Winter Activities For Kids: How to entertain when the playground is frozenCeridwen Morris and Rebecca Odes
What do you do with kids all day when it’s bitterly cold? We recently moved from LA to the East Coast and I am dreading the days when my three-year-old can’t do his daily running around thing. How do people survive the winter cooped up with kids? – Fair Weather Mom
Dear Fair Weather Mom,
We’re going to help you attack this problem from all sides: namely, inside and outside.
Let’s start with the dreaded outdoors. We do not make light of the transition from your previous temperate climate. Even a week out west makes the value of balmy weather painfully clear to a visiting New York parent. But relativity aside, there is outdoor fun to be had in the wintertime. Folks still go caroling in Minneapolis. The Scots enjoy their curling. Dogs are walked in Alaska.
As you’ve probably already noticed, there’s a common thread in all these activities, and it’s one that can be applied to most cold-weather outdoor fun: movement. One key factor in enjoying your winter time outdoors is not standing still and wallowing in your frozen suffering. Another is clothing. We’re lucky, no longer is the sausage-style snowsuit the only torturous option. Science has generated some amazing lightweight and flexible fabrics, most available in toddler sizes. If kids are adequately bundled and still able to move, they will.
Now, no one is suggesting you spend the whole day outside when it’s below freezing. The point here is to give your son a change of scenery and a sense of freedom. It could be an hour in the park, or a symbolic trip to the corner deli or five minutes in the backyard before you both give up and run for the hot cocoa. Whatever gets your kid out of the house, even just for a few minutes.
But there are times when it just ain’t happening. For those times you can obviously do any number of things indoors: but here are some ideas for specifically replacing outdoor playtime.
- A sporty class of some kind. Swimming wipes kids right out. Tumbling is great. At three, you are not looking for anything too structured. Maybe just padded walls and a little freedom.
- Semi-controlled couch and cushion leaping. We know, we know, the furniture! Maybe you have a rec room – an invention, no doubt, of parents in cold climates – and can let the leaping happen there. If not, can you stand to temporarily allow the couch to become a pirate ship (from which children are permitted to safely dive onto a bed of pillows)? A change of decor inside can sometimes sub for a trip outside.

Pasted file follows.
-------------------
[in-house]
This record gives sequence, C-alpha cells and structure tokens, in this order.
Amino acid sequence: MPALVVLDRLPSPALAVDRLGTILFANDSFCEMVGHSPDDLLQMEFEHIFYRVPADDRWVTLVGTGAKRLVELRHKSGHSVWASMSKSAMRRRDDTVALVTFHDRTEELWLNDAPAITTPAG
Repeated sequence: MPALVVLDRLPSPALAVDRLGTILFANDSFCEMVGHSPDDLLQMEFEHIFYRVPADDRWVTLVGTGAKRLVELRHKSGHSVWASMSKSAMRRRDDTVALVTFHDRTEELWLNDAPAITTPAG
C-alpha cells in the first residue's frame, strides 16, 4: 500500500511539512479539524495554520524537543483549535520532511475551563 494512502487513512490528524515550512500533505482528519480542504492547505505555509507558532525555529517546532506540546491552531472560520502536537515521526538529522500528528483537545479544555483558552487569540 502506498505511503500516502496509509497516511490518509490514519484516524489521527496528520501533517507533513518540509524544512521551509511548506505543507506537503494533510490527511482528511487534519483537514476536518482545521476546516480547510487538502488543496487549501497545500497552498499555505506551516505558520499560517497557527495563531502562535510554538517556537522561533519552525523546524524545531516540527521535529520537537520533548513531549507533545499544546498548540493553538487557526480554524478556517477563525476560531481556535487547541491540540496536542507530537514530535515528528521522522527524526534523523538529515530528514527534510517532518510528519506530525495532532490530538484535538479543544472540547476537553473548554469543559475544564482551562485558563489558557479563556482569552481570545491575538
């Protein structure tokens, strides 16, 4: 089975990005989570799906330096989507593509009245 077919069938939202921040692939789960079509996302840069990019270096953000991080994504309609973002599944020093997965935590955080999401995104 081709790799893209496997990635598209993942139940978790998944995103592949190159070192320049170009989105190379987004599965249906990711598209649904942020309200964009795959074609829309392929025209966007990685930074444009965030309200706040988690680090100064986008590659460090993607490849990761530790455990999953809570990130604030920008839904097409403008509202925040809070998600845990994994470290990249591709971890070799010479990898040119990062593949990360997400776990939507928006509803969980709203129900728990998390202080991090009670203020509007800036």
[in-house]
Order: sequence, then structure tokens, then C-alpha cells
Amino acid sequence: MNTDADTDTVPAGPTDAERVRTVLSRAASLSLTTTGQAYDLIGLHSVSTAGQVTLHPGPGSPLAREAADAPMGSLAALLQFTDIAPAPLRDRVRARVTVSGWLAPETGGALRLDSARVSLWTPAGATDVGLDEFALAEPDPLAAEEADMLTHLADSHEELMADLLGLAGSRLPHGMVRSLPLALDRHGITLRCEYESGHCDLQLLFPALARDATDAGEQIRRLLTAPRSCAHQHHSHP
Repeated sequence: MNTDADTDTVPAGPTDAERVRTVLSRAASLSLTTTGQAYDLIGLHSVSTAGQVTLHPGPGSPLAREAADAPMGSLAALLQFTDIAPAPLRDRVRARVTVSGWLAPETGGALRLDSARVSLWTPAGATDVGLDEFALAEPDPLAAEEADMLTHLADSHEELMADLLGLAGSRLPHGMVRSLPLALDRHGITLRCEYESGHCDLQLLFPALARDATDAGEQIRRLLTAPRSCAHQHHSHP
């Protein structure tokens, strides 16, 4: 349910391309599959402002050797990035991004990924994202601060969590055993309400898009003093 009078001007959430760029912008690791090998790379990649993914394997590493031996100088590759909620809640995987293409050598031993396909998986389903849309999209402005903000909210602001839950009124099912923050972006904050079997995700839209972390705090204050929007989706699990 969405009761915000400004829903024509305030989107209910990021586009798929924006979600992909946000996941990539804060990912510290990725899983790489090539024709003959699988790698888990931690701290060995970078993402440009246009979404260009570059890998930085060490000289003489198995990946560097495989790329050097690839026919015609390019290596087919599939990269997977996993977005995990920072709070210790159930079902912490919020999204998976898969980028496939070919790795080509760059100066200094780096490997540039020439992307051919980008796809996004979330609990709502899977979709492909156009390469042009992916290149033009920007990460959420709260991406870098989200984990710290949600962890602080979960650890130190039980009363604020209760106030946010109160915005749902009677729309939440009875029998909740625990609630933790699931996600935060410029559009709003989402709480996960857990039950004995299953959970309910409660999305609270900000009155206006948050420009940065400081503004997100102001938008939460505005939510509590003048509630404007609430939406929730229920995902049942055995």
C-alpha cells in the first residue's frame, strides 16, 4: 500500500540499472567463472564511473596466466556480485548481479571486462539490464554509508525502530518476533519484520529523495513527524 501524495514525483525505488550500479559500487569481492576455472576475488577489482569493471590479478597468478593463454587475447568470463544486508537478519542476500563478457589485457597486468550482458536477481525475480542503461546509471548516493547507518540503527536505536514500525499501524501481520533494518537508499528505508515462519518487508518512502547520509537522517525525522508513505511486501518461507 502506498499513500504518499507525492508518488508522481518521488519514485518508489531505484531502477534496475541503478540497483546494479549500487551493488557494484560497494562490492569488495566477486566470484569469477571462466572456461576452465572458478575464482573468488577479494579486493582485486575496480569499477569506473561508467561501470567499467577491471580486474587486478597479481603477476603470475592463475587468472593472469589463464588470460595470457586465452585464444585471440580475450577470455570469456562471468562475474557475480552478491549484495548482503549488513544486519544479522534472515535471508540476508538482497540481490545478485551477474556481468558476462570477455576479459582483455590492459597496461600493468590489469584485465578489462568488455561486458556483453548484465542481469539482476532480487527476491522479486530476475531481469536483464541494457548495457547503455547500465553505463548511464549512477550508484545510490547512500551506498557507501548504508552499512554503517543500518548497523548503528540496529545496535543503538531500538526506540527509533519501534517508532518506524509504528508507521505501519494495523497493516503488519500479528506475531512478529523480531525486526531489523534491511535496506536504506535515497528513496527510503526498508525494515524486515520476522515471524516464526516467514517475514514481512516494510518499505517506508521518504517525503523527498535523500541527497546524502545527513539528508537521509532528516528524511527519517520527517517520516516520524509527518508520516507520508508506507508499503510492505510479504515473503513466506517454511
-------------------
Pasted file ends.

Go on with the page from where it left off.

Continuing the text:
- Vigorous pretend play: Put out a “fire” in the laundry basket. Pretend to be animals. Kids sometimes need to just writhe like snakes . . .
- Dance Party – the standard “get your sillies out” situation. You get the gist.
- Gymnastics/calisthenics/yoga. You don’t have to go to a class to do this. There are also various toys and tools for movement that can lend extra appeal to the indoor fun: trampolines, wedges, mats, etc.
- Outdoor games indoors: Hide and seek, catch with a very, very soft ball, Duck Duck Goose or some kind of revamped Hop Scotch where kids have to hop from place to place.
- Water. Bath time is anytime when you’re stuck inside. Getting in the water can be a good way for a kid to get out of an indoor rut.
- Going out (inside). We don’t know where you live, but chances are there are places you can take your son to play indoors (most likely for a price). Malls are packed with kids on cold weekends for a reason. Even a big box store with wide aisles can provide a little space, as long as your son doesn’t go totally nuts.
Clearly the change in temperature will take a little getting used to. But winter has its upside: spring comes and your family, along with millions of Americans, will burst out onto the streets and rejoice like you’ve never seen the sun before!
In closing, we’ll leave you with some sage advice a Minnesotan father once gave one of us:
It’s good to get the kids outside in all weathers. Don’t let them lick anything metal, though. My buddy’s daughter did that, and it was as horrible as you’d imagine.